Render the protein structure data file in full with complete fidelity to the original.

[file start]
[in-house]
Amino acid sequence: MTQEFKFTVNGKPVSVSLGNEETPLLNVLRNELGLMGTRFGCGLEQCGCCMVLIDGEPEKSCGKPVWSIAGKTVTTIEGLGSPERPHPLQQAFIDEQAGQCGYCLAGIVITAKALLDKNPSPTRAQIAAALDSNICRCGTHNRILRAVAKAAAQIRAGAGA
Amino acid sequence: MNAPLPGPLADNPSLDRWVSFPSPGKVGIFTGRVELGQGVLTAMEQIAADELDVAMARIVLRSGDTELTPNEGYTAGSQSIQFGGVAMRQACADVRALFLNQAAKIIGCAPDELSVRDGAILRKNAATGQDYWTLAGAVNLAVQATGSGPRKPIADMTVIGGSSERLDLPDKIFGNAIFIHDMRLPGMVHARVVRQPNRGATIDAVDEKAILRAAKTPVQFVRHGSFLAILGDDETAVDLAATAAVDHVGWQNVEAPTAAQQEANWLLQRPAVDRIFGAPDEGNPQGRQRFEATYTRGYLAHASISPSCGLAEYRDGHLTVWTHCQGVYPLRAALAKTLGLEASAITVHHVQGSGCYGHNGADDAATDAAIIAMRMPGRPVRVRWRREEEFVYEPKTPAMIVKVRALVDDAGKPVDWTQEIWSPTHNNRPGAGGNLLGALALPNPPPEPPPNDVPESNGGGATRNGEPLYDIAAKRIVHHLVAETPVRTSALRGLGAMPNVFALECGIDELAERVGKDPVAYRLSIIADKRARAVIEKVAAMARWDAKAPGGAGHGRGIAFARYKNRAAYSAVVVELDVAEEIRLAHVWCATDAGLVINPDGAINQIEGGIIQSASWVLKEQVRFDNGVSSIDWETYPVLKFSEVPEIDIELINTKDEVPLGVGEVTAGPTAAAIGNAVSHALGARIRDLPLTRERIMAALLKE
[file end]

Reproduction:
[in-house]
Amino acid sequence: MTQEFKFTVNGKPVSVSLGNEETPLLNVLRNELGLMGTRFGCGLEQCGCCMVLIDGEPEKSCGKPVWSIAGKTVTTIEGLGSPERPHPLQQAFIDEQAGQCGYCLAGIVITAKALLDKNPSPTRAQIAAALDSNICRCGTHNRILRAVAKAAAQIRAGAGA
Amino acid sequence: MNAPLPGPLADNPSLDRWVSFPSPGKVGIFTGRVELGQGVLTAMEQIAADELDVAMARIVLRSGDTELTPNEGYTAGSQSIQFGGVAMRQACADVRALFLNQAAKIIGCAPDELSVRDGAILRKNAATGQDYWTLAGAVNLAVQATGSGPRKPIADMTVIGGSSERLDLPDKIFGNAIFIHDMRLPGMVHARVVRQPNRGATIDAVDEKAILRAAKTPVQFVRHGSFLAILGDDETAVDLAATAAVDHVGWQNVEAPTAAQQEANWLLQRPAVDRIFGAPDEGNPQGRQRFEATYTRGYLAHASISPSCGLAEYRDGHLTVWTHCQGVYPLRAALAKTLGLEASAITVHHVQGSGCYGHNGADDAATDAAIIAMRMPGRPVRVRWRREEEFVYEPKTPAMIVKVRALVDDAGKPVDWTQEIWSPTHNNRPGAGGNLLGALALPNPPPEPPPNDVPESNGGGATRNGEPLYDIAAKRIVHHLVAETPVRTSALRGLGAMPNVFALECGIDELAERVGKDPVAYRLSIIADKRARAVIEKVAAMARWDAKAPGGAGHGRGIAFARYKNRAAYSAVVVELDVAEEIRLAHVWCATDAGLVINPDGAINQIEGGIIQSASWVLKEQVRFDNGVSSIDWETYPVLKFSEVPEIDIELINTKDEVPLGVGEVTAGPTAAAIGNAVSHALGARIRDLPLTRERIMAALLKE